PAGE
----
(director/writer: Na Hong Jin; cinematographer: Hong Kyung Pyo; editor: Kim Sun Min; music: Young Gyu, Dalpalan; cast: Kwak Do Won (Jong-Gu), Hwang Jung Min (Il-Gwang-the shamn), Kunimura Jun (The Stranger), Chun Woo Hee (The Woman of No-name), Kim Hwan Hee (Hyo-jin), Jang So Yeon (policeman),; Runtime: 156; MPAA Rating: NR; producers: Suh Dong-hyun, Kim Ho-sung; Well Go; 2016-S. Korea-in Korean and some Japanese, with English subtitles)

“Better, different and stranger than most exorcist horror pics.”

Reviewed by Dennis Schwartz

A dark and bone-chilling masterful thriller by Korean auteur Na Hong Jin (“The Chaser”/”The Yellow Sea”).Goksung is the name of a small Korean town (the hometown of the filmmaker’s grandmother) in the countryside that becomes plagued with strange and violent deaths and a spreading epidemic of rashes and boils after the visit of a strange ghost-like Japanese man (Kunimura Jun). “The Jap, how he’s called in the film,” is blamed for everything, even if there’s no proof. The bumbling local cop Jong-gu (Kwak Do Won) investigates when a farmer’s wife is killed and her husband’s corpse is dragged outside in a bag by a shocked uncommunicative relative, covered in boils and rashes. A mysterious young woman in white (Chun Woo Hee) haunts the town like a ghost and accuses The Jap of the crime. There are more brutal murders and more cases of rashes. When the cop’s young daughter (Kim Hwan He) has the sickness and it worsens, the cop listens to his mother-in-law and calls upon a shaman (Hwang Jung Min) to treat her and perform an exorcism for the village. It plays out as a blend of a ghost story and a bizarre crime story. The atmosphere eerily charged with unusual heavy rains, disemboweled livestock and a demonically possessed child. For further fright, there’s a rabid zombie going from one victim to the next, with his sharp teeth bared. As the demonic spirits are unleashed on the village, we still question who is the devil and why is this happening. The supernatural suspense thriller moves with ease from realism to the nonsensical, and does so with a sense of foreboding danger and original film-making. The Wailing opens and closes quoting Luke 24:37:39. The ambitious film, perhaps too ambition for its own good, has its moments of religious symbolism, weird comedy, philosophy, scary cries, startling fantasy fright scenes, and is most disturbing because of its gruesome depictions of slaughter and the ease in which the evil spirits work their way in a once serene community. The Wailing is better, different and stranger than most exorcist horror pics. If looking for an American horror film it might resemble, I would say it is kin to William Friedkin’s The Exorcist (1973).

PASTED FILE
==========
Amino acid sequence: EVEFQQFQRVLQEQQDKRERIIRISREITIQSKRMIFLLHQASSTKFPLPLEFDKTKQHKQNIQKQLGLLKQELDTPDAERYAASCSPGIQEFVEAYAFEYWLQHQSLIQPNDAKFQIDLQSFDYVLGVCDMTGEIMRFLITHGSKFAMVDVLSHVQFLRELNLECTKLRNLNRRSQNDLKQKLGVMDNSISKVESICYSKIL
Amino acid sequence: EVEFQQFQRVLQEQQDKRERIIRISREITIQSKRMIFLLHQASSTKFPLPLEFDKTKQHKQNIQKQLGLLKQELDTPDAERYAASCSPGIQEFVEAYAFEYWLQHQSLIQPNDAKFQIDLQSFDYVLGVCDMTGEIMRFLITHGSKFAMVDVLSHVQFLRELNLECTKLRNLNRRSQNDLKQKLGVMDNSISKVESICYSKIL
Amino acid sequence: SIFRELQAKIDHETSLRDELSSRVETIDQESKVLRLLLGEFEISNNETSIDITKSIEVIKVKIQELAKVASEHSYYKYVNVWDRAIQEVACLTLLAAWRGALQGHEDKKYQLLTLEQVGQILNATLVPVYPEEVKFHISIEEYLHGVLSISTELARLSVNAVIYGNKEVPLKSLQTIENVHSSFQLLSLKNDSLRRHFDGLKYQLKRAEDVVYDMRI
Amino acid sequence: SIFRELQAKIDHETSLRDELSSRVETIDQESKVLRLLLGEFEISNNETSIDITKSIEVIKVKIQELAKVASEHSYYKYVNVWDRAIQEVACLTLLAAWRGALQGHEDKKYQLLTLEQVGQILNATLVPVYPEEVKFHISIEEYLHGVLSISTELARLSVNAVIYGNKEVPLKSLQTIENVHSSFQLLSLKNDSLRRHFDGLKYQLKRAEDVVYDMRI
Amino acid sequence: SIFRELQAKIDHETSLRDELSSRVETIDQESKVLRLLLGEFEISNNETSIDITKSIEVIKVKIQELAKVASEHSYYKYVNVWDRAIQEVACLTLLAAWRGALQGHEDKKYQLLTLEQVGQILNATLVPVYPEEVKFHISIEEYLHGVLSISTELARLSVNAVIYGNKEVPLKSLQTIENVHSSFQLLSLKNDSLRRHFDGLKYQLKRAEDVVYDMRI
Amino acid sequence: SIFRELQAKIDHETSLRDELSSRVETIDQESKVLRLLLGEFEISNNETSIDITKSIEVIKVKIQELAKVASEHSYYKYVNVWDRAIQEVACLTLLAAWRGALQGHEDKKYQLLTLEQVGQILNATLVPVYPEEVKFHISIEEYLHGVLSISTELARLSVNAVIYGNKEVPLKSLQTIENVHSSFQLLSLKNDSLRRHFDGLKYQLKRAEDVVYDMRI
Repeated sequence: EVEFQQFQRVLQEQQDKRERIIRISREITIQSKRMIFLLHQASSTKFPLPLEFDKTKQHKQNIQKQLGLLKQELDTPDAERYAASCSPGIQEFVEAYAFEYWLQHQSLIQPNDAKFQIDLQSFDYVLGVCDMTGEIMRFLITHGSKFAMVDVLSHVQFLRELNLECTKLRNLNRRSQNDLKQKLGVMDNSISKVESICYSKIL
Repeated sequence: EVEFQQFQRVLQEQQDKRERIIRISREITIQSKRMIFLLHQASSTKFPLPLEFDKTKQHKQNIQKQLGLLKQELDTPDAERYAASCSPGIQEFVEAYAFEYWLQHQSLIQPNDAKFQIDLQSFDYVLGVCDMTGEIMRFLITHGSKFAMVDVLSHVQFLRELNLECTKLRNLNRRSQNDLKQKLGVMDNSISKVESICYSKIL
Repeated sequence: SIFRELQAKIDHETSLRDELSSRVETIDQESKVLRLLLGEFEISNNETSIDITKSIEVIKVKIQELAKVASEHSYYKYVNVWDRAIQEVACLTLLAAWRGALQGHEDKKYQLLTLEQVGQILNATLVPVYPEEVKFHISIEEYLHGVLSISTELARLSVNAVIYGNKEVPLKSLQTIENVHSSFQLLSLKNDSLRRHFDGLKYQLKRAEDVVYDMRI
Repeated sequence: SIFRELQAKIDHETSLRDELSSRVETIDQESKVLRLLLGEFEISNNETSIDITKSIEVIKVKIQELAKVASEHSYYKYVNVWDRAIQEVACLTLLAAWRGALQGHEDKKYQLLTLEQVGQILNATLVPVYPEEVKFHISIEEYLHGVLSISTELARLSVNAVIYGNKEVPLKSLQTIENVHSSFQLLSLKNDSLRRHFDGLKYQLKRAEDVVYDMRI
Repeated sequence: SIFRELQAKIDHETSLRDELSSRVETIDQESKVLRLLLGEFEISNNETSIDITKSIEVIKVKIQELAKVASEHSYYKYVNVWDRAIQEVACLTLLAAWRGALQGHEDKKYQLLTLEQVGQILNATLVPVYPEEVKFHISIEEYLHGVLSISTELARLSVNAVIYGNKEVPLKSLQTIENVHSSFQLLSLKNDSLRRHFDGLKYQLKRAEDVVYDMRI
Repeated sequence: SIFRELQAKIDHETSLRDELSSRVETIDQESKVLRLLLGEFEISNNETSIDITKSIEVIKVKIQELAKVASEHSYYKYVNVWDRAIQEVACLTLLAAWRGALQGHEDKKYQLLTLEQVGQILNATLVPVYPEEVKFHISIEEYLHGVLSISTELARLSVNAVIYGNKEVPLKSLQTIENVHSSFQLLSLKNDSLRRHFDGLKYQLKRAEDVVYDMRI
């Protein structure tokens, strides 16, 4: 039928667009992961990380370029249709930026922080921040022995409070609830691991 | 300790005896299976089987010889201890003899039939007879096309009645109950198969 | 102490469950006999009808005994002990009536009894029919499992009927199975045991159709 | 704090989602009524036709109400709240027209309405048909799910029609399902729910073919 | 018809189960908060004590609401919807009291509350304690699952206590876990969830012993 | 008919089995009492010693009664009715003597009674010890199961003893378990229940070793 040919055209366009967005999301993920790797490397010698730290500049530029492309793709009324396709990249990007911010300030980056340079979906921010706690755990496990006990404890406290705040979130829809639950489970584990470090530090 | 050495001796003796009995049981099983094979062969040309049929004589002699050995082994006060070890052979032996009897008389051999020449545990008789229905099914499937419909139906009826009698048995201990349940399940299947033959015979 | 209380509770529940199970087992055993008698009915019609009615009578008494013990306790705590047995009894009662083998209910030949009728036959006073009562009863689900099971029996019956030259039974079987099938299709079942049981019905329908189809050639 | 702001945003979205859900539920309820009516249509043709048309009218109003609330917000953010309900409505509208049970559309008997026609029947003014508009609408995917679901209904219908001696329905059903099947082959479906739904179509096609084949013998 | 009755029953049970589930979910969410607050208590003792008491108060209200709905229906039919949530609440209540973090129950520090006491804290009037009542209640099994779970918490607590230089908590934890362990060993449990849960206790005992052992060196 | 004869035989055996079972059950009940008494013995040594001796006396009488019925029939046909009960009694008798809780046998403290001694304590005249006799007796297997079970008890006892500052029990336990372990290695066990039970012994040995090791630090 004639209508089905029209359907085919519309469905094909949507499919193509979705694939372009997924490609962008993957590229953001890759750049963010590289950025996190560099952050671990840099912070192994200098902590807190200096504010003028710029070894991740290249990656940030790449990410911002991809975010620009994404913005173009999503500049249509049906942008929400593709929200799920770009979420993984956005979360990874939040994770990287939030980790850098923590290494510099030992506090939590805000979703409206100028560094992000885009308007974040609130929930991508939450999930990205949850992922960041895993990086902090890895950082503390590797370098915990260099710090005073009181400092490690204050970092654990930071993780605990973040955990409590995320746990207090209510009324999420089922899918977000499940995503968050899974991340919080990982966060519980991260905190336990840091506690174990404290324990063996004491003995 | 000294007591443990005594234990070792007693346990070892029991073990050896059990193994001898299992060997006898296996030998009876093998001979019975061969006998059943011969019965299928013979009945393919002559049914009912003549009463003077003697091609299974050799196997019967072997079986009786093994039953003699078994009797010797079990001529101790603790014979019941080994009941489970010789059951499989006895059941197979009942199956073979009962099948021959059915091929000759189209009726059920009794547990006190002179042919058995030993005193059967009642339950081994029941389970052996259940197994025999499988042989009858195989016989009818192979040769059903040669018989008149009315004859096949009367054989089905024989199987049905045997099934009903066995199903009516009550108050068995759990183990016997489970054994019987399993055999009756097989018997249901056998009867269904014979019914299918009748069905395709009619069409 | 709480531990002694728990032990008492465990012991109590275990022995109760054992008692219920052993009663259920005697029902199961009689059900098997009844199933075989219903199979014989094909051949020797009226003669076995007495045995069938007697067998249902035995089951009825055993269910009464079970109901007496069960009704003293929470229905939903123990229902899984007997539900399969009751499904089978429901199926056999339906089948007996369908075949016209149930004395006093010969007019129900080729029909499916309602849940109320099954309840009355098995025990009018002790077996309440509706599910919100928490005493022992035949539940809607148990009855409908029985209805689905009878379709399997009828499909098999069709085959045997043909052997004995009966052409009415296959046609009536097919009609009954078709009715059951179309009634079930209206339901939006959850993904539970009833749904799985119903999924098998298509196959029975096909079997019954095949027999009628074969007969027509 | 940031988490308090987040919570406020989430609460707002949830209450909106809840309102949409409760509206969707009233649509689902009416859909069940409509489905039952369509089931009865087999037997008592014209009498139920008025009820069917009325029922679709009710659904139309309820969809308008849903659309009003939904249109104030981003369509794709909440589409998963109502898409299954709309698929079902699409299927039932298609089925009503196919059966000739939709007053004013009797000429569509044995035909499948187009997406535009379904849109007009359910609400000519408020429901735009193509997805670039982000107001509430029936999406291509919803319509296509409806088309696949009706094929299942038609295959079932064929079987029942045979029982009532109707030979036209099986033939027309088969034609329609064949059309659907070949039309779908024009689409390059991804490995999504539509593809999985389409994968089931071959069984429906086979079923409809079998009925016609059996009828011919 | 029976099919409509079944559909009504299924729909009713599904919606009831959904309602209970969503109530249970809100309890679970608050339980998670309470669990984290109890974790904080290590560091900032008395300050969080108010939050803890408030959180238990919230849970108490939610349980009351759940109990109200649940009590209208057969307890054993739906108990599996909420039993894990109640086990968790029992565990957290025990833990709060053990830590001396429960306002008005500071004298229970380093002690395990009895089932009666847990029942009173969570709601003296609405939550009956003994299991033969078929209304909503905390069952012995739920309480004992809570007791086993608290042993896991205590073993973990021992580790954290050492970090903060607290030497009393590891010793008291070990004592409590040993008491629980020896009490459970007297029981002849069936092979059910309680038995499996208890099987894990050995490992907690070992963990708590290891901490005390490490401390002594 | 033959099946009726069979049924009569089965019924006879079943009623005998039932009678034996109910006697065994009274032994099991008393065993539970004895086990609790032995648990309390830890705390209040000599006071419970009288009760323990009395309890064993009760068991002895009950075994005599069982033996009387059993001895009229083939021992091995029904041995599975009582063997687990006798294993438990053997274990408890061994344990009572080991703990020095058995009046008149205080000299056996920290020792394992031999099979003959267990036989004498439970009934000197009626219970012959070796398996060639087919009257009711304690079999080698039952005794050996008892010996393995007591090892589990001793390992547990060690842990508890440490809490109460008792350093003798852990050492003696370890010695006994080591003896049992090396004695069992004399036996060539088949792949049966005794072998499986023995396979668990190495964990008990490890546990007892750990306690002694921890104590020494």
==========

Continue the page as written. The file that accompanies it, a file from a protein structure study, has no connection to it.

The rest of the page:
The Wailing